Brian Tobey Callahan|
Brian Tobey Callahan, age 74, passed away suddenly on January 24, 2013 at his home on Denman Island, British Columbia. Although his passing came too soon, he was granted his wish to remain active to the end, cutting and splitting the yearly firewood supply, gardening and helping his family.
He was preceded in death by his parents, Northwest artist Kenneth Callahan and writer Margaret Bundy Callahan.
Tobey was born in Seattle, Washington, on January 25, 1938. As a child he spent much of his time in the forests and mountains of Western Washington; the natural world remained important to him all his life. As a young man he worked for the U.S. Forest Service out of Granite Falls, where his family had a cabin. This experience motivated him to earn a Bachelor's degree in Forestry from the University of Washington, and a Master's Degree from Yale University. He later returned to the University of Washington for a Bachelor of Science in biology and a teaching certificate. He worked for many years in the Seattle School District, as a teacher and counselor.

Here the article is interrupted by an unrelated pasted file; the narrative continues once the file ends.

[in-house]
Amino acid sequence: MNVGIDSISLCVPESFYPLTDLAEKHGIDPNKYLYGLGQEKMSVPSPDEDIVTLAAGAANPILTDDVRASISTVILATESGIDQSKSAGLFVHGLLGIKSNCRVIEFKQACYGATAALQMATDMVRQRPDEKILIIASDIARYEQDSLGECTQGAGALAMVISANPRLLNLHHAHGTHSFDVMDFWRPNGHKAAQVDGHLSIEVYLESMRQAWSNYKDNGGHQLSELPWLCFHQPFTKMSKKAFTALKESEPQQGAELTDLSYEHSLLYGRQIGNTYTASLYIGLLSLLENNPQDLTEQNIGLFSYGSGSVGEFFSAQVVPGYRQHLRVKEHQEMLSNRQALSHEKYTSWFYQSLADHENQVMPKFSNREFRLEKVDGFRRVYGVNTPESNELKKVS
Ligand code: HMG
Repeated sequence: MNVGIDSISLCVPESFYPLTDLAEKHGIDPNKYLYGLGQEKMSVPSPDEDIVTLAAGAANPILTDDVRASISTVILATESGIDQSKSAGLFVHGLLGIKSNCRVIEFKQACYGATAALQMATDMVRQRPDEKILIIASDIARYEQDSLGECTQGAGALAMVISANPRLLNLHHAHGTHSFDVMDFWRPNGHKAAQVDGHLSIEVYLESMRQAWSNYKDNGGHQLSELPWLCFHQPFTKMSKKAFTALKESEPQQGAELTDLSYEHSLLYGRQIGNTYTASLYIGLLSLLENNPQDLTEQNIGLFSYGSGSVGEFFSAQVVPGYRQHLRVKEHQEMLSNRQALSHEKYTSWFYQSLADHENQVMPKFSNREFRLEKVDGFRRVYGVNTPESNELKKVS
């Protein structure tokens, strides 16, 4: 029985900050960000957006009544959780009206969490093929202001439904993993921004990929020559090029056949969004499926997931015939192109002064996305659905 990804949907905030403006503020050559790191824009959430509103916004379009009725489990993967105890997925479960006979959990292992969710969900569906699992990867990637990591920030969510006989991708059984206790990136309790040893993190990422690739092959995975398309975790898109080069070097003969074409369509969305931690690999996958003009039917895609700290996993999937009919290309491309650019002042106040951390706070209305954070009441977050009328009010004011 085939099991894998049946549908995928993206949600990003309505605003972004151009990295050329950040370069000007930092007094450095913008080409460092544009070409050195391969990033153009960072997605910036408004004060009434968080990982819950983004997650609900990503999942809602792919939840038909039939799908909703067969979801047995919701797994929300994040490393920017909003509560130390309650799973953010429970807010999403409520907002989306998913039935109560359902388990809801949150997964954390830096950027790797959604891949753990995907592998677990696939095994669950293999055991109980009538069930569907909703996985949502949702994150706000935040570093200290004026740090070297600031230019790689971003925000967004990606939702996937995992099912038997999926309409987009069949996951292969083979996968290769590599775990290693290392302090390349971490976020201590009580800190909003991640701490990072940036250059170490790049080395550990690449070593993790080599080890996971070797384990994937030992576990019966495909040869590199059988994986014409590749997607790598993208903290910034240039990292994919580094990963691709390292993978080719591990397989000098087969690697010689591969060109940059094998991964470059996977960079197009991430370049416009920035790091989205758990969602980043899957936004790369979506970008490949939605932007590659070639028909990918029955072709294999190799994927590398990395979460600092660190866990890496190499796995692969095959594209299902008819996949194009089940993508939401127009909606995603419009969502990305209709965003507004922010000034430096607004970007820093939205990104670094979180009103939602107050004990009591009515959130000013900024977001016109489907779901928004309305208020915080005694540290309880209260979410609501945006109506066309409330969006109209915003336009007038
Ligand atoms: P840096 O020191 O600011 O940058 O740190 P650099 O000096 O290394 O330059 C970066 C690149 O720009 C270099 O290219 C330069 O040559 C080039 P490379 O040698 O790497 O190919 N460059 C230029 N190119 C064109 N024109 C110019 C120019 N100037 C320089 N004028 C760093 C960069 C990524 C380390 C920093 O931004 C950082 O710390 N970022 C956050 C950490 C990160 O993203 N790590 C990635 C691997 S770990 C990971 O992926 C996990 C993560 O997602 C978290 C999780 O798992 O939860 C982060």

Tobey married his Garfield High School sweetheart, Mikell Sherman, in 1959. In 1976, they moved to a cattle ranch in the British Columbia interior. The couple loved ranch life, the surrounding wilderness and the people who lived there. Finally, fifteen years later they moved to Denman Island on the southern BC coast, where Tobey pursued his love of the outdoors by creating and maintaining a network of trails through their forested oceanfront property.
Politics and family history were two of Tobey's enduring passions. Though he eventually became a Canadian citizen, he maintained a lifelong interest in, and was always prepared to debate the fine points of, American political life. Tobey recently published "Margaret Callahan: Mother of Northwest Art," a book based on his mother's journals, newspaper articles and other writings. It was a true labor of love.
Tobey is survived by Mikell, son Sean (Teddi), daughter Claire (Keith) on Denman Island, five grandchildren and four great-grandchildren. His generous and courageous spirit lives on in the hearts of the many people whose lives he touched. He was outspoken, caring, with a big laugh and a great presence. Arrangements are pending for a late Spring memorial service and celebration of his life.
Published in The Seattle Times on Feb. 24, 2013